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Bratch Bridge.jpg
The Bratch Bridge, seen from the canal
Bratch is located in Staffordshire
OS grid reference SO867937
  • South Staffordshire
Shire county
Country England
Sovereign state United Kingdom
Post town Wolverhampton
Postcode district WV5
Dialling code 01902
Police Staffordshire
Fire Staffordshire
Ambulance West Midlands
EU Parliament West Midlands
UK Parliament
  • South Staffordshire
List of places
52°32′29″N 2°11′48″W / 52.5415°N 2.1967°W / 52.5415; -2.1967

The Bratch is an area of Wombourne in South Staffordshire, England, noted for its industrial heritage and more recently as a way station for walkers, riders and cyclists. Formerly, it was a small, separate hamlet, and became fully absorbed into Wombourne only in the 20th century. Population details for the 2011 census can be found under Wombourne.


The name is derived from the Anglian dialect of Old English, in which the word brēc signifies newly broken-in land. There are a number of Bratches in Staffordshire, e.g. near Enville and Norton Canes. In each case, they are near the edges of ancient forests, so a bratch was a new clearing in the waste.

Bratch Locks

The Bratch Locks are a noted feature of the Staffordshire and Worcestershire Canal, planned by James Brindley, and opened in 1772 as a three lock staircase. They were later re-engineered as three separate locks. They are served by two bridges, a toll house, and a keeper's cottage. The whole forms a well-preserved example of vernacular Georgian architecture and design, built of mellow local brick.

Birds Eye View of Bratch Locks
Bird's Eye View of Bratch Locks in Wombourne

Bratch Pumping Station

A notable example of Victorian architecture and engineering, the Bratch Pumping Station was built in 1895. It was the result of a dispute over water pricing between Bilston Urban District Council and the Borough of Wolverhampton, which had supplied Bilston's water hitherto. Bilston's council decided to secure an independent water supply for the town. After some debate, it was decided to build a water works about seven miles from Bilston, at the Bratch.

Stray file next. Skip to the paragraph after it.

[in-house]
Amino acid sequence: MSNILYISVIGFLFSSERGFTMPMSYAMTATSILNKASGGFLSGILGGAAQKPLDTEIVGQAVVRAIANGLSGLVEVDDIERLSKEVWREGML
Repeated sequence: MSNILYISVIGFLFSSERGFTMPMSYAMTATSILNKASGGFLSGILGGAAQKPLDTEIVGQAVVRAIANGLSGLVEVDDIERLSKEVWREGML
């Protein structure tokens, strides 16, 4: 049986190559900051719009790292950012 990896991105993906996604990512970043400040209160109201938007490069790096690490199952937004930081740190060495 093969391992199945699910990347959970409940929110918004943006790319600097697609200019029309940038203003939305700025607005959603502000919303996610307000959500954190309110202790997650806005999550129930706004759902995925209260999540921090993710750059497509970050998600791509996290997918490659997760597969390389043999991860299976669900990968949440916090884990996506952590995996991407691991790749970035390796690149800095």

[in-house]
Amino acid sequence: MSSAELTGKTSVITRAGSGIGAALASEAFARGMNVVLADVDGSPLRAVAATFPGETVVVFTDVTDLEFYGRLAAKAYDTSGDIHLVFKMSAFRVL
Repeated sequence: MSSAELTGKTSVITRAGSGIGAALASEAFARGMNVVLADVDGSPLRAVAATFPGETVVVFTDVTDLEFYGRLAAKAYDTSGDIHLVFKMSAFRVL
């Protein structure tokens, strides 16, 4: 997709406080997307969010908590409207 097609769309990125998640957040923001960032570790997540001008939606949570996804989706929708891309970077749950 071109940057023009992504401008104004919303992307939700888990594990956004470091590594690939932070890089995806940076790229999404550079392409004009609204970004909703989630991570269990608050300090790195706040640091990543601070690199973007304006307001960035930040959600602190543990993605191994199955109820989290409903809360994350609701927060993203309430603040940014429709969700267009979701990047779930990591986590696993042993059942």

The pumping station tower was built with ornate brickwork and extravagant pinnacles: it is clearly visible from the canal. Originally, there was also a tall, Italianate chimney stack, but this was demolished after the works became obsolete. Two steam engines pumped water from the underlying sandstone for more than six decades. They were generally used in turn, rather than simultaneously, and raised the water about 50 metres from the underlying Bunter sandstone. It was then pumped to a reservoir on the then border between Wolverhampton and Bilston, at Goldthorn Hill, about 100 metres higher.

The site is still used for water extraction by Severn Trent, although the pumping station became redundant in 1960. The building and one of the engines were restored from 1991. With the support of Severn Trent and Friends of the Bratch, Chief Engineer Len Crane and a local group of enthusiasts hold steamings at public holidays.

The former Wombourn railway station

Wombourn railway station (the correct spelling, as the final 'e' became common only later) was located at the Bratch, about 200 metres from the locks. It served the Wombourne Branch Line of the Great Western Railway, which was built between 1913 and 1925. The line was never heavily used by passengers, and ceased to function as a peacetime passenger line as early as 1932, although it proved important for the transport of strategic materials and troops during World War II. After 1945, its decline continued and it was closed in 1965 as part of the Beeching cuts. The line runs roughly parallel to the canal and to the Smestow Brook. The former railway land has become the South Staffordshire Railway Walk Local Nature Reserve and the Smestow Valley Local Nature Reserve. The track bed has become a bridle path, giving walkers, cyclists and riders views of, and access to, a large area of Staffordshire countryside. The station, meanwhile, has become an information point and café. It has a car park for visitors, and the site is also the base for a number of community groups.


There are nine lock gates in all, a mitred pair at the tail of each lock plus a single leaf top gate for each lock, rather than the six stated.

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